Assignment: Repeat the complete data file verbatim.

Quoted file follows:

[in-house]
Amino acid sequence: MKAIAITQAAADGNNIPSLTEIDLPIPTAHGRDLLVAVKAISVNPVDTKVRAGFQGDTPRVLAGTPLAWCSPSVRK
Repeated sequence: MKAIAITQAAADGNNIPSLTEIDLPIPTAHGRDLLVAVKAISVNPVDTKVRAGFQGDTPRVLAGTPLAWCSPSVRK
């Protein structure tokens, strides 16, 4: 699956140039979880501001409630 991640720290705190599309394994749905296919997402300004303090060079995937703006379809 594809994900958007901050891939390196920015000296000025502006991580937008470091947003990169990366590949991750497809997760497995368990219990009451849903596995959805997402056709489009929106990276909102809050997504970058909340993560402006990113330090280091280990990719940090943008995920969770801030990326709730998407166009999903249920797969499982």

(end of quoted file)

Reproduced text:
[in-house]
Amino acid sequence: MKAIAITQAAADGNNIPSLTEIDLPIPTAHGRDLLVAVKAISVNPVDTKVRAGFQGDTPRVLAGTPLAWCSPSVRK
Repeated sequence: MKAIAITQAAADGNNIPSLTEIDLPIPTAHGRDLLVAVKAISVNPVDTKVRAGFQGDTPRVLAGTPLAWCSPSVRK
């Protein structure tokens, strides 16, 4: 699956140039979880501001409630 991640720290705190599309394994749905296919997402300004303090060079995937703006379809 594809994900958007901050891939390196920015000296000025502006991580937008470091947003990169990366590949991750497809997760497995368990219990009451849903596995959805997402056709489009929106990276909102809050997504970058909340993560402006990113330090280091280990990719940090943008995920969770801030990326709730998407166009999903249920797969499982």